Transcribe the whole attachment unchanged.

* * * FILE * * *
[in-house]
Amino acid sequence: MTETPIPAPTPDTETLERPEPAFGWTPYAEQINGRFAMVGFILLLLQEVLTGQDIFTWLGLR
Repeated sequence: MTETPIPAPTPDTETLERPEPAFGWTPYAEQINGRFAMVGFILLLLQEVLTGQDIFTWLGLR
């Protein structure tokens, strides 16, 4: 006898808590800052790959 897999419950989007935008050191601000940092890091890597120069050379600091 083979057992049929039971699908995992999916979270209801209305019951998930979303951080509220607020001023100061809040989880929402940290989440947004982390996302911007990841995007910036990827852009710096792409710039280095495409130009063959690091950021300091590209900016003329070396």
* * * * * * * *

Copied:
[in-house]
Amino acid sequence: MTETPIPAPTPDTETLERPEPAFGWTPYAEQINGRFAMVGFILLLLQEVLTGQDIFTWLGLR
Repeated sequence: MTETPIPAPTPDTETLERPEPAFGWTPYAEQINGRFAMVGFILLLLQEVLTGQDIFTWLGLR
């Protein structure tokens, strides 16, 4: 006898808590800052790959 897999419950989007935008050191601000940092890091890597120069050379600091 083979057992049929039971699908995992999916979270209801209305019951998930979303951080509220607020001023100061809040989880929402940290989440947004982390996302911007990841995007910036990827852009710096792409710039280095495409130009063959690091950021300091590209900016003329070396």